I have depression. It is one word, but so hard to say it without the fear of being stigmatized.

I finally broke free of keeping what I was feeling inside after my colleagues recognized something wasn’t—and hadn’t been—right for some time with me. But I just never wanted to admit it until a stressful incident involving my mom was the final straw.

I had been thinking of my dad who died some 19-years-ago for some time, not sleeping properly waking up in middle of the night and not being able to get back to sleep, and to top it off actually had lost interest in my job, as the voice for your community as a reporter with The Weekly Press/The Laker. This has been going on for four to six months—maybe even longer.

Shortly after I wrote a lengthy email to my editor telling her of how I had been feeling. She was there and continues to have my back as I seek treatment.

Since coming forward and admitting I wasn’t myself and seeking help, telling people about how I have been feeling and being around friends has been very beneficial in making me feel much better.

The one thing I have got from telling people about this has been the same – that it, like many other mental health illnesses, needs to be talked about more, instead of kept inside. People like myself, who goes about his job daily putting on a smile, when really inside we were hurting and not ourselves.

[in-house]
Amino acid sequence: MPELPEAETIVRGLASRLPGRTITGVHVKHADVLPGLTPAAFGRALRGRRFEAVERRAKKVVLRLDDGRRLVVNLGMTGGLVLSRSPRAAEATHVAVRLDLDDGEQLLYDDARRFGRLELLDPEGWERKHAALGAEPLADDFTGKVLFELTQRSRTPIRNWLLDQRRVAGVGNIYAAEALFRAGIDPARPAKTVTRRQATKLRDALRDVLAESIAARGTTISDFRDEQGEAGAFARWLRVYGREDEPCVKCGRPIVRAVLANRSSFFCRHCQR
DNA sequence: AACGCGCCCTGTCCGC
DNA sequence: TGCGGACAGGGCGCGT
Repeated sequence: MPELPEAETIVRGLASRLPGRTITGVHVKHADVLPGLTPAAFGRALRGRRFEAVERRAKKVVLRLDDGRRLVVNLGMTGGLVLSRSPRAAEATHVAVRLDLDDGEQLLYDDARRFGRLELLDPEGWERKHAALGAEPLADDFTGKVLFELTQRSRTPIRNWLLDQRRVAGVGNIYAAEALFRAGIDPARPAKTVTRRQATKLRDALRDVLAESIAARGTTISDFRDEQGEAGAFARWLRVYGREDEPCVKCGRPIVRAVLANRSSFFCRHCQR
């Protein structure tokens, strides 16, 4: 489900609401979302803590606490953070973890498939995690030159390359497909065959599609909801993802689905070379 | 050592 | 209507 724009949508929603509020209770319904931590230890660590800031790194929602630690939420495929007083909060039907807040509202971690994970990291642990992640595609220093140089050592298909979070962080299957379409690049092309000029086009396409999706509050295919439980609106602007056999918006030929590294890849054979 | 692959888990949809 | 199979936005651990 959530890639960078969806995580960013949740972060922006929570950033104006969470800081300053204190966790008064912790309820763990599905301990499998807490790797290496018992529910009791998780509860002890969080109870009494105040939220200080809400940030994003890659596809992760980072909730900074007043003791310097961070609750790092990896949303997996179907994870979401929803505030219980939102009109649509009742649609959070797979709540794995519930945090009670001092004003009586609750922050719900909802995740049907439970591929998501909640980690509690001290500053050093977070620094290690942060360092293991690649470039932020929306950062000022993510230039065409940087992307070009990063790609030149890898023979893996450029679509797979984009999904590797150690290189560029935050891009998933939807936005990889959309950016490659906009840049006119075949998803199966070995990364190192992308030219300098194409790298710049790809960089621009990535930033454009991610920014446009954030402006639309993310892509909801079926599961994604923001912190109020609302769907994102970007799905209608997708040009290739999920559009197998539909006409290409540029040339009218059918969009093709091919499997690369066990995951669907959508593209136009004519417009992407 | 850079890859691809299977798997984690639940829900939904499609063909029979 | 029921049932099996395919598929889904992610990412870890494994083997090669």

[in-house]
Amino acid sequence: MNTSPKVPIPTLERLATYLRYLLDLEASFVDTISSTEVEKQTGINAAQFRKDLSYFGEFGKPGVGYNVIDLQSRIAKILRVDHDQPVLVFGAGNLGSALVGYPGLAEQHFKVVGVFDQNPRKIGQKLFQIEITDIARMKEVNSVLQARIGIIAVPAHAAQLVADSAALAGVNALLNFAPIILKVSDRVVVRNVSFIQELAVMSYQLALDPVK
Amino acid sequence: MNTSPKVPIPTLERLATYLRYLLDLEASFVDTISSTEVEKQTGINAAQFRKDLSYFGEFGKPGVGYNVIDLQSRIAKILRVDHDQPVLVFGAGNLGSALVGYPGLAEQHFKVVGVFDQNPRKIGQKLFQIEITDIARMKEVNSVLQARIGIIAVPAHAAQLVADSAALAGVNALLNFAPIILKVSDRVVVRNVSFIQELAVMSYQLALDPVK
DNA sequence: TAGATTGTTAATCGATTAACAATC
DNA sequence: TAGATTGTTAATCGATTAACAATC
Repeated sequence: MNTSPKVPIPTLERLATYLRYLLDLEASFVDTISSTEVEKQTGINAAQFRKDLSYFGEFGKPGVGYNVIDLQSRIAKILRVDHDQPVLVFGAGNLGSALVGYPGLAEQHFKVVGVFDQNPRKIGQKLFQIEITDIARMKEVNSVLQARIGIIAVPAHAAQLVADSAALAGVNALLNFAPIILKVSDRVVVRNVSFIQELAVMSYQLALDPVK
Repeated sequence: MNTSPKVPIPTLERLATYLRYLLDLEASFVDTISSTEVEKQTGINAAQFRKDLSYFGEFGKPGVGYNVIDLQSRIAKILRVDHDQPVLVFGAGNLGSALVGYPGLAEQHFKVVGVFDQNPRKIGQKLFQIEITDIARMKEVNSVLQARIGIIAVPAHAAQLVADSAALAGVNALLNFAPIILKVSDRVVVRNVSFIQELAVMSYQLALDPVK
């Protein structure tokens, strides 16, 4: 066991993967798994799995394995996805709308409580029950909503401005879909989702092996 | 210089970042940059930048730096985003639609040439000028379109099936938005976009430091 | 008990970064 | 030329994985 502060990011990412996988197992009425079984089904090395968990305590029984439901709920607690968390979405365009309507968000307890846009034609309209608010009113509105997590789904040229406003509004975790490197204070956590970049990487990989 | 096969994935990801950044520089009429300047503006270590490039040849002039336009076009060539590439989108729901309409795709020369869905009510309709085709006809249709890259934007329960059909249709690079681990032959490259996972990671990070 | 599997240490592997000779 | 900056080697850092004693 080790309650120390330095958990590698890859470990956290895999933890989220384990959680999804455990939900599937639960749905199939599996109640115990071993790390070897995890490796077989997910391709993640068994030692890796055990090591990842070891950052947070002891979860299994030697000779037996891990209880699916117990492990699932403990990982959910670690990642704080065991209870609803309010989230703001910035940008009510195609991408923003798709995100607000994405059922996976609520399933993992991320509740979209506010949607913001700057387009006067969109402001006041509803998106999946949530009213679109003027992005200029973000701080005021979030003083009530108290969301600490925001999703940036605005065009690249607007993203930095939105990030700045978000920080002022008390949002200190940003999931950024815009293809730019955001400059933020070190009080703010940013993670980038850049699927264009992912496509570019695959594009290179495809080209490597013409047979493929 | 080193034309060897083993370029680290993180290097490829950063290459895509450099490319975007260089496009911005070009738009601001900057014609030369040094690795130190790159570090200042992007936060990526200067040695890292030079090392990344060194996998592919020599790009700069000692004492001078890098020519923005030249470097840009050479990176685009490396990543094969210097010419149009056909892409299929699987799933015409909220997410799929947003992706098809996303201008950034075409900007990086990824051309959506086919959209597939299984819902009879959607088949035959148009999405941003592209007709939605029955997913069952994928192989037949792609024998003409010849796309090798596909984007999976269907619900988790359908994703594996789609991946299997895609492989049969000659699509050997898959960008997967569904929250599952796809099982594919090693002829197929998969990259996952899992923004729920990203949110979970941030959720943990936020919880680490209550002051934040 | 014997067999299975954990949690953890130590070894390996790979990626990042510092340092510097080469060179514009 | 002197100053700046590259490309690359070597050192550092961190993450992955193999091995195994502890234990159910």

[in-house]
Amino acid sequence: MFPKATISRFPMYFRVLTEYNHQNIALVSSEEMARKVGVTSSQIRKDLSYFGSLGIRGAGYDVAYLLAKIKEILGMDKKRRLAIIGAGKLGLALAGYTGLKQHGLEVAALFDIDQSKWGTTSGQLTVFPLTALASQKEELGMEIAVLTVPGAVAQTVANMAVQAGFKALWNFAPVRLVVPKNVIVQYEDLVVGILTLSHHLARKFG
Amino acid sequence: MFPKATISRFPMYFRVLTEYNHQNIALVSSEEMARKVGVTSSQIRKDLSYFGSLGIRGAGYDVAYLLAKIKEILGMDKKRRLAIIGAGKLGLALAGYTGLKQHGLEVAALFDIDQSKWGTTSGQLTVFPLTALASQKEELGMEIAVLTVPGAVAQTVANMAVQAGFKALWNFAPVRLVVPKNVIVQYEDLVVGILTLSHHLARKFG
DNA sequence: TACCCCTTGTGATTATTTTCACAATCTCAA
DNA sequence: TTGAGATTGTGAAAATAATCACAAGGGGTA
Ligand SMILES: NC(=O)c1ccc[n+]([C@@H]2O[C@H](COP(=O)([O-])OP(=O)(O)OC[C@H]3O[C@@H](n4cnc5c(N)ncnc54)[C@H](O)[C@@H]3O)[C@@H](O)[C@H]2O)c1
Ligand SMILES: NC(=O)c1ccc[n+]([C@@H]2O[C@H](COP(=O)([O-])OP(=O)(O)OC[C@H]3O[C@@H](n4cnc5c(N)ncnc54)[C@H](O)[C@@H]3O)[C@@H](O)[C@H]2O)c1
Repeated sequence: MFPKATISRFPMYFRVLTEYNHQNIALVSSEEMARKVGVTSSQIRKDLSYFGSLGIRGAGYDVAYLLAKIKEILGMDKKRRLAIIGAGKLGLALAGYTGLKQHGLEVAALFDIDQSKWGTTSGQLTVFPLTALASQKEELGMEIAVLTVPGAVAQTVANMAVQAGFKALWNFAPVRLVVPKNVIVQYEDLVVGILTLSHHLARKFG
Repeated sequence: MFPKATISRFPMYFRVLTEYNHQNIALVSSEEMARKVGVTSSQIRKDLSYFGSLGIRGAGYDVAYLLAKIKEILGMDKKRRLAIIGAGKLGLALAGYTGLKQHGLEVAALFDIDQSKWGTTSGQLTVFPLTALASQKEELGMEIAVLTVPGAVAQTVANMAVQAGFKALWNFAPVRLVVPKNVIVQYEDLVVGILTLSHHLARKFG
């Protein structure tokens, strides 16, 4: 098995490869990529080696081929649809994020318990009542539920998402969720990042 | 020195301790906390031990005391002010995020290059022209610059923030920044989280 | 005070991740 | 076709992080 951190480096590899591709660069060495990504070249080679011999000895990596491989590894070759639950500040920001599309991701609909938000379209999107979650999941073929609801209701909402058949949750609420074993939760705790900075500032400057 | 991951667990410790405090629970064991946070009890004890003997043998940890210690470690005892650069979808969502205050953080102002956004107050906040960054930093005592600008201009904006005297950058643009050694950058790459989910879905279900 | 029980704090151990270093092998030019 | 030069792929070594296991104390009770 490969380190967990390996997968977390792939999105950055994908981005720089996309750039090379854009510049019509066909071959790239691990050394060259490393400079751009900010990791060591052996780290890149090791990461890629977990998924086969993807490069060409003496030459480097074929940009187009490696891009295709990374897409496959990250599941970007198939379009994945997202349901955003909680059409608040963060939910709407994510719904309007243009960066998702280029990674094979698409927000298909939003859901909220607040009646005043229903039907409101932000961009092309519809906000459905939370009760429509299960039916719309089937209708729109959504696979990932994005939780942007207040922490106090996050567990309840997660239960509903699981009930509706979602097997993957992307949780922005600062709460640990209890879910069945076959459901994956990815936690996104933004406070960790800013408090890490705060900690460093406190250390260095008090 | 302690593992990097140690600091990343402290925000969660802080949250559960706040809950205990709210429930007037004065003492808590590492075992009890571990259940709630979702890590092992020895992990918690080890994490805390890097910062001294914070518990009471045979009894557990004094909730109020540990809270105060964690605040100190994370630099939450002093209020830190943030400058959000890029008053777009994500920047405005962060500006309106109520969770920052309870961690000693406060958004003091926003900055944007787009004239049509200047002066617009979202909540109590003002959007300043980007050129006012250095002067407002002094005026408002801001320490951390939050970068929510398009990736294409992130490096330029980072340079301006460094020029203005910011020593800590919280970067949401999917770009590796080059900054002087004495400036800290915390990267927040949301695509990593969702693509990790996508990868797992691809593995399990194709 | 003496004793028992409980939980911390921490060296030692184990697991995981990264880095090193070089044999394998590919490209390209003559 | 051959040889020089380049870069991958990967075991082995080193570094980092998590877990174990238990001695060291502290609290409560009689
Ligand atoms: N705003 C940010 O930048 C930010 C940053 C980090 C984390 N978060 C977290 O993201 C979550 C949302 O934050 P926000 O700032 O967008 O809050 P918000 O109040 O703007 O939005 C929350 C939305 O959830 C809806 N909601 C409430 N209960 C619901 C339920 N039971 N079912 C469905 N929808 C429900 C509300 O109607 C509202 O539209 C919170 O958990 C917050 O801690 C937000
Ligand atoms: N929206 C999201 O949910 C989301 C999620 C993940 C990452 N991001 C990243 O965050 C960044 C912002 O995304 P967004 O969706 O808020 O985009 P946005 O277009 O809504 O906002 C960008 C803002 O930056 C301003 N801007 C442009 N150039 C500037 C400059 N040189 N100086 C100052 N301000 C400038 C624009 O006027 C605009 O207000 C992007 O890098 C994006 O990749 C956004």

There are more people than we know who has some form of mental health illness, specifically depression, but fail to recognize it. They only do when it’s too late and no help can help them, and unfortunately they do harm to themselves resulting in far too often times death.

And that’s where we need to focus and work at it.

Since getting diagnosed, the only change that I have made is I am taking prescribed medication that is aimed to help me. I recognized I needed help and finally sought it, after being nagged on—or pushed—by my colleague. I am ever thankful for that nagging, even if I don’t like them.

My biggest fear in letting people know that I had been diagnosed with depression was the response that would come, expecting negative feedback more than positive. I was worried. I didn’t want to be treated differently than I have been because I was “sick”. But the positive responses I have received from telling people have been a welcome change.

That’s why I feel it’s important to write this. To show people that even those you may not expect to have a mental illness, they do. That there is help out there for you. That you don’t have to deal with it alone.

Unfortunately, for far too many it comes too late, and that is something we need to change. I hope me coming forward with my diagnosis can help someone else know that they too can do the same.

  • Pat Healey